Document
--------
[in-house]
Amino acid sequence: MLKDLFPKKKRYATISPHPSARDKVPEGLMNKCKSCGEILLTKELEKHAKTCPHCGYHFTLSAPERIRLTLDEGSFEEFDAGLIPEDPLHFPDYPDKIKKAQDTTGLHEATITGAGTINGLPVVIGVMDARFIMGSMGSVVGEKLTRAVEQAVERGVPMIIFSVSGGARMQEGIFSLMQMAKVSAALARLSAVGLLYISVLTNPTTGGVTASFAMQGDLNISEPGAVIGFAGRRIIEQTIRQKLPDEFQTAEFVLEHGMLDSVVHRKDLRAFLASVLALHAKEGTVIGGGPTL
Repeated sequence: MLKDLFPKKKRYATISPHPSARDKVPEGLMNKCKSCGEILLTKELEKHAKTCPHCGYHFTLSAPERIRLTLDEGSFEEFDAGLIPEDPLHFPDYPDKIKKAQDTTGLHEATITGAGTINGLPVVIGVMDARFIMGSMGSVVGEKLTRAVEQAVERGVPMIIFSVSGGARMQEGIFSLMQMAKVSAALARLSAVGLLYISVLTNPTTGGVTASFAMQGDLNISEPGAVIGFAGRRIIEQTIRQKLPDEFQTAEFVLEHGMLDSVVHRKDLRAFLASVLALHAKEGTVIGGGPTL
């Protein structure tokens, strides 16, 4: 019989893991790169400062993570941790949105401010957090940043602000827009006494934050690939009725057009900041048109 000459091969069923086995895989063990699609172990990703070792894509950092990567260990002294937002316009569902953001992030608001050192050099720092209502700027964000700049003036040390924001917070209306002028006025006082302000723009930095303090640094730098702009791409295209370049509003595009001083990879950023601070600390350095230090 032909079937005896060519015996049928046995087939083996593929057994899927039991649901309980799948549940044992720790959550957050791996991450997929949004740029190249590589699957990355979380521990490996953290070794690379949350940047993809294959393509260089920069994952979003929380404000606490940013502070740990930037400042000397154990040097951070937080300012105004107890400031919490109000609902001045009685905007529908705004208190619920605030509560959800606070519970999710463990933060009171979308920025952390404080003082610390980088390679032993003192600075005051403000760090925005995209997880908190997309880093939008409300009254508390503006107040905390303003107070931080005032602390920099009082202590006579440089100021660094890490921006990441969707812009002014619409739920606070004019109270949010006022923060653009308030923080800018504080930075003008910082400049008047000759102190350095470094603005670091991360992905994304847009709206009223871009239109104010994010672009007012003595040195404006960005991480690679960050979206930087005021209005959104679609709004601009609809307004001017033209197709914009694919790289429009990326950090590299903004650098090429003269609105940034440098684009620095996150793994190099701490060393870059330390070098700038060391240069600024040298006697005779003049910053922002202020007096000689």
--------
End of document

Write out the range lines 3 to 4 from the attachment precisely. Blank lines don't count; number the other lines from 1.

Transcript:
Repeated sequence: MLKDLFPKKKRYATISPHPSARDKVPEGLMNKCKSCGEILLTKELEKHAKTCPHCGYHFTLSAPERIRLTLDEGSFEEFDAGLIPEDPLHFPDYPDKIKKAQDTTGLHEATITGAGTINGLPVVIGVMDARFIMGSMGSVVGEKLTRAVEQAVERGVPMIIFSVSGGARMQEGIFSLMQMAKVSAALARLSAVGLLYISVLTNPTTGGVTASFAMQGDLNISEPGAVIGFAGRRIIEQTIRQKLPDEFQTAEFVLEHGMLDSVVHRKDLRAFLASVLALHAKEGTVIGGGPTL
């Protein structure tokens, strides 16, 4: 019989893991790169400062993570941790949105401010957090940043602000827009006494934050690939009725057009900041048109 000459091969069923086995895989063990699609172990990703070792894509950092990567260990002294937002316009569902953001992030608001050192050099720092209502700027964000700049003036040390924001917070209306002028006025006082302000723009930095303090640094730098702009791409295209370049509003595009001083990879950023601070600390350095230090 032909079937005896060519015996049928046995087939083996593929057994899927039991649901309980799948549940044992720790959550957050791996991450997929949004740029190249590589699957990355979380521990490996953290070794690379949350940047993809294959393509260089920069994952979003929380404000606490940013502070740990930037400042000397154990040097951070937080300012105004107890400031919490109000609902001045009685905007529908705004208190619920605030509560959800606070519970999710463990933060009171979308920025952390404080003082610390980088390679032993003192600075005051403000760090925005995209997880908190997309880093939008409300009254508390503006107040905390303003107070931080005032602390920099009082202590006579440089100021660094890490921006990441969707812009002014619409739920606070004019109270949010006022923060653009308030923080800018504080930075003008910082400049008047000759102190350095470094603005670091991360992905994304847009709206009223871009239109104010994010672009007012003595040195404006960005991480690679960050979206930087005021209005959104679609709004601009609809307004001017033209197709914009694919790289429009990326950090590299903004650098090429003269609105940034440098684009620095996150793994190099701490060393870059330390070098700038060391240069600024040298006697005779003049910053922002202020007096000689």